Let all of this progress on Schuylkill Banks be a reminder for all of us who wish to see the Delaware waterfront trail system take off. Patience, Grasshopper, these things take years of perseverance.
We are a city rich with historic fabric and a disproportionately poor track record of preserving our built heritage. Our city’s historic preservation apparatus needs to be rebooted and there’s no time like the present. The Historical Commission has too small a staff and budget to adequately address the city’s preservation needs: It remains difficult for Commission staff to pursue new designations, adequately regulate alterations, or conduct surveys of resources worthy of protection. In nearly every way, the Commission needs more resources in order to do its job and do our city’s heritage justice. In the meantime, we preservationists and neighbors have to take up the task of pushing forward nominations for buildings we care about before it is too late. The Preservation Alliance for Greater Philadelphia and Hidden City recently held a nomination workshop and we hope to see more of the same to help folks navigate the local preservation process.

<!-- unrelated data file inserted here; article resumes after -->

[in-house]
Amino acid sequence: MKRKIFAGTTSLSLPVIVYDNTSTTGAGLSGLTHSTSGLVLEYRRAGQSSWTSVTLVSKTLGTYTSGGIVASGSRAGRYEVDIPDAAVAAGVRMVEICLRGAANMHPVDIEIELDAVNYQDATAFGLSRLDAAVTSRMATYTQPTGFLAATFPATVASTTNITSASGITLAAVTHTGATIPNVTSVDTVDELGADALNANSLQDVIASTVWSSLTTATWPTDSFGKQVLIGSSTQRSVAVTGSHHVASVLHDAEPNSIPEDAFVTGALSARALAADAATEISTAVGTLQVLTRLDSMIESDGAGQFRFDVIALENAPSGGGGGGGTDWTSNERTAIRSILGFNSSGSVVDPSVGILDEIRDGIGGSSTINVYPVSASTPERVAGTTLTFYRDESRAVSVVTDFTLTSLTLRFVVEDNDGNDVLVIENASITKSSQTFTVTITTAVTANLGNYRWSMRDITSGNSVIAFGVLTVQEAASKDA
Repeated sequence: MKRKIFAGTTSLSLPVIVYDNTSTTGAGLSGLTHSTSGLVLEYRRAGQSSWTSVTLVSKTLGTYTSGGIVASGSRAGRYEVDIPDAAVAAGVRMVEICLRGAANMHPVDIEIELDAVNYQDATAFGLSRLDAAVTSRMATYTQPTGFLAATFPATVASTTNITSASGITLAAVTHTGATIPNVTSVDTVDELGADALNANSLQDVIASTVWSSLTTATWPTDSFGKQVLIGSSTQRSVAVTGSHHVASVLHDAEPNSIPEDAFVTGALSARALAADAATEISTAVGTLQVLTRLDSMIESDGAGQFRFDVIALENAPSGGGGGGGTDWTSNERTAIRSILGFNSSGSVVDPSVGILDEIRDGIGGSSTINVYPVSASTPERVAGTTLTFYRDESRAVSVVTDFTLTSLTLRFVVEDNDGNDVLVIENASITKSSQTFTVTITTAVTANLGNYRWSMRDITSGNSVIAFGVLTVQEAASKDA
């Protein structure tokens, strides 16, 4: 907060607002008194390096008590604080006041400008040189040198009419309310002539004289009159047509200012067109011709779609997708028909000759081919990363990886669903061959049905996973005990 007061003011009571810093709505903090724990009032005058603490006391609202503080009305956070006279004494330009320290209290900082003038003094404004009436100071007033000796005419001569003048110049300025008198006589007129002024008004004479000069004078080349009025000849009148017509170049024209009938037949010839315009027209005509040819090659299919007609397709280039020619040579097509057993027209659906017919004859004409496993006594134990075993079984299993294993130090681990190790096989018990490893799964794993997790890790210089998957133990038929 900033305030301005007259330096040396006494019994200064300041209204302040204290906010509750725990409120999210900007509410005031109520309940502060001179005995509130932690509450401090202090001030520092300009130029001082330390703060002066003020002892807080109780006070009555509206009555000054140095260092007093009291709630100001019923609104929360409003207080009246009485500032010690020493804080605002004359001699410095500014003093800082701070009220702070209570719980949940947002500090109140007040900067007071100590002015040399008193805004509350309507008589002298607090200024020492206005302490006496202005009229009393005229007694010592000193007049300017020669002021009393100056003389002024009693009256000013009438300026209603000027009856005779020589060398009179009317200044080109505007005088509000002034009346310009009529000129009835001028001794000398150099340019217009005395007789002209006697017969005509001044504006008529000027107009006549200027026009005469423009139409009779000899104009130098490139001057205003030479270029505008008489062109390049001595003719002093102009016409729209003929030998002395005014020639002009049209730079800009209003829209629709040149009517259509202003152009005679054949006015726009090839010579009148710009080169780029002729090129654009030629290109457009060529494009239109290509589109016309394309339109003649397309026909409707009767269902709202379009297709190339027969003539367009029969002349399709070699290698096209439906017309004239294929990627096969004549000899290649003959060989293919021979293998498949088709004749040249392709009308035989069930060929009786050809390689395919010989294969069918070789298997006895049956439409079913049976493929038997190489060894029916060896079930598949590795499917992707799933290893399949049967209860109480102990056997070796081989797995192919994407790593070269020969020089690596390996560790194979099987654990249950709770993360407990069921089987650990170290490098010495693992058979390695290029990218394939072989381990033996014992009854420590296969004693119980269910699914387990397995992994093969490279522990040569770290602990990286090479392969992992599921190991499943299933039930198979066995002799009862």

The Preservation Alliance is in a momemnt of transition now that Executive Director John Gallery has stepped down. I hope that when Caroline Boyce takes the helm in March she will bring new energy to the Alliance’s advocacy work, as well as a sense of urgency and strategic focus to the organization during this critical moment.
Philly deserves to have options when it comes to preservation, but all too often it’s too late. Buildings need uses in order to be viable, but for that to happen we can't let them crumble to the point of no return. Many of the city’s historic resources are not protected through listing in the Philadelphia Register of Historic Places, so it is shockingly common to see great buildings demolished (Church of the Nativity) or neighborhood icons threatened (Ortlieb). In more average, insidious ways we’re also watching the city’s historic neighborhoods fall in on themselves for lack of resources. We need to stop the bleeding before too much of the city becomes unsalvageable - or worse - unrecognizable.